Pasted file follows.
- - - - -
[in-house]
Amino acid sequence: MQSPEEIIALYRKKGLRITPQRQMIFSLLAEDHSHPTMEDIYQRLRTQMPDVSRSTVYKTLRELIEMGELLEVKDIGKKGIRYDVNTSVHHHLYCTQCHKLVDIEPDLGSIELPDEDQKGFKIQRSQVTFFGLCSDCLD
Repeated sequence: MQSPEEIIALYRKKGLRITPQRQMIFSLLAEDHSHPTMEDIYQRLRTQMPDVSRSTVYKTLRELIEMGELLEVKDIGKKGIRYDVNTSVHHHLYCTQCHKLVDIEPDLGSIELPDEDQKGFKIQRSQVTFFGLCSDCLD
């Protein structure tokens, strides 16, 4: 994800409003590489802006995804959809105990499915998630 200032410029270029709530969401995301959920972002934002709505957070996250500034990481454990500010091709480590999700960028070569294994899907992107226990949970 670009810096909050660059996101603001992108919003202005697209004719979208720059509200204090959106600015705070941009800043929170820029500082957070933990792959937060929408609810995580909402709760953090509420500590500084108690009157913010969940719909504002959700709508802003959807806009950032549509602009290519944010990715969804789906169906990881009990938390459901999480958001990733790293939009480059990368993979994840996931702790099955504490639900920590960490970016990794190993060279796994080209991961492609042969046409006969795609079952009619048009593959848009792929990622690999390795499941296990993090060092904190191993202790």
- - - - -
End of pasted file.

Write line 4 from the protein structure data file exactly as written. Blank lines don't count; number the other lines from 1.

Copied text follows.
């Protein structure tokens, strides 16, 4: 994800409003590489802006995804959809105990499915998630 200032410029270029709530969401995301959920972002934002709505957070996250500034990481454990500010091709480590999700960028070569294994899907992107226990949970 670009810096909050660059996101603001992108919003202005697209004719979208720059509200204090959106600015705070941009800043929170820029500082957070933990792959937060929408609810995580909402709760953090509420500590500084108690009157913010969940719909504002959700709508802003959807806009950032549509602009290519944010990715969804789906169906990881009990938390459901999480958001990733790293939009480059990368993979994840996931702790099955504490639900920590960490970016990794190993060279796994080209991961492609042969046409006969795609079952009619048009593959848009792929990622690999390795499941296990993090060092904190191993202790």